Locals laud Taiping (City of Peace) for trailblazing Malaysia’s first museum, first railway and first newspapers in English, Malay and Tamil. But it’s Taiping’s ‘Rain City’ title that has stuck. Verdant lake gardens and a refreshing hill station to its east, Bukit Larut, are both gifts of Taiping's weather, the wettest in Peninsular Malaysia.
This busy, compact fishing town has everything that travellers passing through on their way to the islands might need: OK sleeping options, shops, cold beers, even a laundry. The river is clogged with colourful fishing boats, and though most people only stay long enough to hop a ferry to Tioman, this is a relaxed village with a surprisingly lyrical air.
Mt Kinabalu & Kinabalu National Park
Gunung Kinabalu, as it is known in Malay, is the highest mountain on the world's third largest island. It is also the highest point between the Himalayas and the island of New Guinea. Rising almost twice as high as its Crocker Range neighbours, and culminating in a crown wild granite spires, it is a sight to behold.
Malaysia's oldest, largest and most popular national park straddles the borders of Pahang, Kelantan and Terengganu. Since 1939, Taman Negara (which means national park in Bahasa Malyasia) has been a haven for amazing tropical flora and a vast variety of wildlife, including elephants, tigers, leopards and flying squirrels.
Like Bako National Park 8km to the east, the Santubong Peninsula (also known as Damai) is a 10km-long finger of land jutting out into the South China Sea. It was declared a national park in 2007. With some decent sandy strips and a couple of resorts, Santubong is the best place in Sarawak for a lazy, pampered beach holiday.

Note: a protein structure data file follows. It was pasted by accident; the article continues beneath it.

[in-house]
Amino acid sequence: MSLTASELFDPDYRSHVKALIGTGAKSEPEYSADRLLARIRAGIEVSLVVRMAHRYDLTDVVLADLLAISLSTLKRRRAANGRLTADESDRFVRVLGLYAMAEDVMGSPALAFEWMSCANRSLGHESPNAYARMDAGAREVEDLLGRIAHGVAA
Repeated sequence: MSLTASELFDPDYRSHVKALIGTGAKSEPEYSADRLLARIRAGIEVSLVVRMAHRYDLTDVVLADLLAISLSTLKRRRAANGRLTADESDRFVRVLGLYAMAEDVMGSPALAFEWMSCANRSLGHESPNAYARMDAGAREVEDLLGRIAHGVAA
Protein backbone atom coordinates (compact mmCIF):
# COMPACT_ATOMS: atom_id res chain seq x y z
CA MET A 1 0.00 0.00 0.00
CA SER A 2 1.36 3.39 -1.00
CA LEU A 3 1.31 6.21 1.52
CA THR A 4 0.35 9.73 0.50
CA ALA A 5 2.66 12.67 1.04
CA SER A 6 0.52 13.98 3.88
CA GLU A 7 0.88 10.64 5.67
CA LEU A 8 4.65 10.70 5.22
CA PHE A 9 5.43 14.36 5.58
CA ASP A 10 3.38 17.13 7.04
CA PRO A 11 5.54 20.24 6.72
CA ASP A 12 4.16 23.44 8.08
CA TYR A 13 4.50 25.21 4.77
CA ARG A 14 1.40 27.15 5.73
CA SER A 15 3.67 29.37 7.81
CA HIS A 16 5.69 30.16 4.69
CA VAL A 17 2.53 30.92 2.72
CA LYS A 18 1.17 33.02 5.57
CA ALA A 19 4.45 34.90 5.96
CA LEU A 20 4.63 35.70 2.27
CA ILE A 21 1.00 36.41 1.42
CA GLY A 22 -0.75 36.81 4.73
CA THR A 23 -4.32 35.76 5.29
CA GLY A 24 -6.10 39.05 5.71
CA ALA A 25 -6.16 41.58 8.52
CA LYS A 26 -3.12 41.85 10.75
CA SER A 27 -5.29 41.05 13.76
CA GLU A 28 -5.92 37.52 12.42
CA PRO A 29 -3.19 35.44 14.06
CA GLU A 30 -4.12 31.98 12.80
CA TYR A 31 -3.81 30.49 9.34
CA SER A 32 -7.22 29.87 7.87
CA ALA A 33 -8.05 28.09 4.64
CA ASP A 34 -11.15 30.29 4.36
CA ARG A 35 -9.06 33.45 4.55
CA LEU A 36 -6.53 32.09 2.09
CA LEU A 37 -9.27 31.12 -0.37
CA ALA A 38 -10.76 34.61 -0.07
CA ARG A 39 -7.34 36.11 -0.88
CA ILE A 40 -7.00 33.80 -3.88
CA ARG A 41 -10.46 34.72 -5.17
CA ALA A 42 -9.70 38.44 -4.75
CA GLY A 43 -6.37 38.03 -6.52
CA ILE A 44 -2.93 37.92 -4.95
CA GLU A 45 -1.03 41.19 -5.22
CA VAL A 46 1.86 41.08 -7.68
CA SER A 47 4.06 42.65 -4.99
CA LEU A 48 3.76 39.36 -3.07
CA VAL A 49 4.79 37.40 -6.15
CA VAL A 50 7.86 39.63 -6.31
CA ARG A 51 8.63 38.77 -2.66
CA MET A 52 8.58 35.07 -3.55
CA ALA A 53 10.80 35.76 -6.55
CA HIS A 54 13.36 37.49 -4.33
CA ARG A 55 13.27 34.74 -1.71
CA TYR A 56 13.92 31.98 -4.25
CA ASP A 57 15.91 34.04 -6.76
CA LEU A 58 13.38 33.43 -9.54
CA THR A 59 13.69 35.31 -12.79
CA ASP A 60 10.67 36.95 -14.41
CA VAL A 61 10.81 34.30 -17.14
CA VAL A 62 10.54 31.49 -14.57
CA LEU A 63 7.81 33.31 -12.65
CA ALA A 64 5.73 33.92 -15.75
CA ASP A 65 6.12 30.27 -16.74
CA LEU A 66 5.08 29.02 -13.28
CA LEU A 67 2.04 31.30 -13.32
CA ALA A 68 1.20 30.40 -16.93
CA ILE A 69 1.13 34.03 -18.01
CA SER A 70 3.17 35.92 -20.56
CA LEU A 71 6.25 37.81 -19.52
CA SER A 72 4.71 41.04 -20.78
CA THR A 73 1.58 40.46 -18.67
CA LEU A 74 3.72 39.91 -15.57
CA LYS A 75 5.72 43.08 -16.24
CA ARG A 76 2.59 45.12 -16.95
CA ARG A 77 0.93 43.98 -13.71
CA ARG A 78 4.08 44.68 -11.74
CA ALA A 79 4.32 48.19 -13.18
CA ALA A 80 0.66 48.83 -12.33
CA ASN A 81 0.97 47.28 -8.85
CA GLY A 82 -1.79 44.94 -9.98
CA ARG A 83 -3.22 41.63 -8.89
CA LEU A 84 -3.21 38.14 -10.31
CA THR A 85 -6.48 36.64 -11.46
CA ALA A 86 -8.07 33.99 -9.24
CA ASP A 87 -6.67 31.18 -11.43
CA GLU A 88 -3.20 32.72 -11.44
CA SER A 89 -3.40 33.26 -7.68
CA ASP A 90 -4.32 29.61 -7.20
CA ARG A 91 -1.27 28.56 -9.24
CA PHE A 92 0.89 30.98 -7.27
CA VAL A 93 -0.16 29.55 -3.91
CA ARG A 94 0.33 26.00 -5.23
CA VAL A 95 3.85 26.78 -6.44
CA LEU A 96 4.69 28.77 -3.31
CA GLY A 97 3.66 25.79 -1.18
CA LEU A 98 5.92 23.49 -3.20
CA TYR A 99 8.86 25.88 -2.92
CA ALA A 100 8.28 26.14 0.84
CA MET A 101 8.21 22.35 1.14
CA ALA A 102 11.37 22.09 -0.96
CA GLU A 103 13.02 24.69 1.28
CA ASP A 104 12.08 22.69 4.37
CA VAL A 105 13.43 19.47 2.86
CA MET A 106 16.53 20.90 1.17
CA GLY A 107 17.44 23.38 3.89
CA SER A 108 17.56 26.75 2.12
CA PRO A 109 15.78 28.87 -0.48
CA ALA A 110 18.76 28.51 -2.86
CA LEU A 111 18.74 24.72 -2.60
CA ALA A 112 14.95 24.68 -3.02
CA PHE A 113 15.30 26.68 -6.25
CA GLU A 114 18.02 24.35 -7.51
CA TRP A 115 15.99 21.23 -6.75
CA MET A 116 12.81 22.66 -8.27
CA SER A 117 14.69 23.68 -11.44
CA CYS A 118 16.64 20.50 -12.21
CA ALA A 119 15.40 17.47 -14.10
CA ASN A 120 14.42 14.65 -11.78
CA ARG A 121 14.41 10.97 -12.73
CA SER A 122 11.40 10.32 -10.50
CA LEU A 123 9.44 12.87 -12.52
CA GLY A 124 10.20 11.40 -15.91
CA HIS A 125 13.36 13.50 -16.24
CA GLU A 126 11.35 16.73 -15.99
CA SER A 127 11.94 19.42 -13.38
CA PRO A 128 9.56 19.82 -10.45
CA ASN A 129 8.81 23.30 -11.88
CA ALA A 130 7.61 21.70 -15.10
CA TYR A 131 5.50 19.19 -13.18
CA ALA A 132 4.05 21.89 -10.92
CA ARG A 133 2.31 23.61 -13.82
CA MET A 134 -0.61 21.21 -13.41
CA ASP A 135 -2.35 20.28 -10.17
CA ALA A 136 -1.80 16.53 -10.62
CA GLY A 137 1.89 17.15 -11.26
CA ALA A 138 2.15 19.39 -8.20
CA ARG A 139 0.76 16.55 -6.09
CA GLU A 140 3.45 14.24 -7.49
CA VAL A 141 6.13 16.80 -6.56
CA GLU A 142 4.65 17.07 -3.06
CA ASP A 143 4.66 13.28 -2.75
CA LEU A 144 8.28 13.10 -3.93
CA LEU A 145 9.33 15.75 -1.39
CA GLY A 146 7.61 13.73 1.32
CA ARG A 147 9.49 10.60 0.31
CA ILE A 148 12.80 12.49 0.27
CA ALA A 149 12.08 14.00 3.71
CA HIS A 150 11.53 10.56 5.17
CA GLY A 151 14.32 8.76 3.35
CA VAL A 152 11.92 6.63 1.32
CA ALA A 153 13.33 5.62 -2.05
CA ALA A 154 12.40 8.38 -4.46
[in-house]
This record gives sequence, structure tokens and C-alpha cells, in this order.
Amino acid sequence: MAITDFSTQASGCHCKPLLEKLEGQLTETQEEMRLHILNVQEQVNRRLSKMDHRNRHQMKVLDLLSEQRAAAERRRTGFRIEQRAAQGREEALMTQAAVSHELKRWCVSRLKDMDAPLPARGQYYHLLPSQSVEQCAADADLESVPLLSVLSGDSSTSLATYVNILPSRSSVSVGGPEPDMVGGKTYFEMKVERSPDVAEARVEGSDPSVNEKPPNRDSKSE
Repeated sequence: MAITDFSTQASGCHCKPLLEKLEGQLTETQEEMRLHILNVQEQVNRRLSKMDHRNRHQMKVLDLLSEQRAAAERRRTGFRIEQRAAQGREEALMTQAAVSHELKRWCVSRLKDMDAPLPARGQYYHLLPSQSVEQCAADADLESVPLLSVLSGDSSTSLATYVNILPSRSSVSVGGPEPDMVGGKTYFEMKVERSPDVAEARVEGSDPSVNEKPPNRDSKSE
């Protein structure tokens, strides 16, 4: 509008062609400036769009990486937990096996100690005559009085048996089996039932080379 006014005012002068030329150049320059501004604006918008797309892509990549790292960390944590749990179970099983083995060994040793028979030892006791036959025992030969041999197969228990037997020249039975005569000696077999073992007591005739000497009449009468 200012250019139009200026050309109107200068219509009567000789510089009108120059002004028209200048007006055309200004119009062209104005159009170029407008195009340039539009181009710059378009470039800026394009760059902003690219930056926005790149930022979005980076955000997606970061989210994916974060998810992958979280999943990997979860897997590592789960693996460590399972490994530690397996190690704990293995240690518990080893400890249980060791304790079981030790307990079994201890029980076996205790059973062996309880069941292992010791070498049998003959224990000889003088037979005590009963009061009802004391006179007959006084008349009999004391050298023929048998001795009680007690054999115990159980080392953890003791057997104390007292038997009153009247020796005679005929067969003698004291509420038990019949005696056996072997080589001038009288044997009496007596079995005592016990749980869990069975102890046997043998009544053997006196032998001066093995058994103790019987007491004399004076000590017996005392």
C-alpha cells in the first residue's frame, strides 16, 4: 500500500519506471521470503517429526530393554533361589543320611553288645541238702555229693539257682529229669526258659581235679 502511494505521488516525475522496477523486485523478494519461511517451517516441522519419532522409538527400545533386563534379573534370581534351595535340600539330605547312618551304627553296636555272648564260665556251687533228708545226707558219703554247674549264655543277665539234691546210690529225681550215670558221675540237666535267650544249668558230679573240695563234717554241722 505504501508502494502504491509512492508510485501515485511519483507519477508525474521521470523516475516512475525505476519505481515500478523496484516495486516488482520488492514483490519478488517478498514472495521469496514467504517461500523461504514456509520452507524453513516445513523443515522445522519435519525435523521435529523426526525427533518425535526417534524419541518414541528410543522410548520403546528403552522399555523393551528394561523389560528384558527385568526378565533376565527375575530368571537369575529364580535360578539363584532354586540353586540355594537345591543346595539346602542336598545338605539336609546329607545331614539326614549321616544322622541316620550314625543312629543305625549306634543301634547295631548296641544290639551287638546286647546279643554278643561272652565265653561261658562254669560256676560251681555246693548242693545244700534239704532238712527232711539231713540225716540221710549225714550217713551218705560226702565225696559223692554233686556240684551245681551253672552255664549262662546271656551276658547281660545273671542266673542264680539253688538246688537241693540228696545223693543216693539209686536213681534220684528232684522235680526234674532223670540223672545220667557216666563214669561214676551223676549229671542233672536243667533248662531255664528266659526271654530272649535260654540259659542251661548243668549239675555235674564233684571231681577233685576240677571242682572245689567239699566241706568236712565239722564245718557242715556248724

Petaling Jaya & Shah Alam
Heading southwest of Kuala Lumpur along the Klang Hwy, the Kota Darul Ehsan ceremonial arch marks the transition between the city and Selangor. Just over the boundary, the mall-heavy suburb of Petaling Jaya (known locally as PJ) blends into Shah Alam, the state capital, with its famous Blue Mosque.
A visit to the world's most famous place to see orangutans in their natural habitat is all the more compelling thanks to the outdoor nursery for orangutan youngsters in the same complex, and the nearby Sun Bear Conservation Centre and Rainforest Discovery Centre. In addition, the Labuk Bay Proboscis Monkey Sanctuary is only a short drive away.
Klang & Pelabuhan Klang
About 30km west of KL lies Klang, Selangor’s former royal capital. The town makes for a pleasant diversion and, if combined with a trip to nearby Pulau Carey and a sumptuous feast in the vibrant Little India, a good day out. Aficionados of mosque architecture should consider Klang a must visit for the beautiful art deco Masjid Di Raja Sultan Suleiman.
Referred to as the 'mainland' on Penang Island, Seberang Perai is the 760km strip of land on peninsular Malaysia that is also part of Penang State. Living in the island's shadow, this is the forgotten half of the state, even many of the people who live here commute to work and play across the Selat Utara (North Channel).
Though referred to as a hill station, Genting is a modern and heavily developed resort 2000m above sea level. About 50km north of KL, it’s in stark contrast to the Old English style of other Malaysian upland resorts. There are no walks here, no quaint stone village, and in general little public space to stroll about and enjoy the mountain scenery.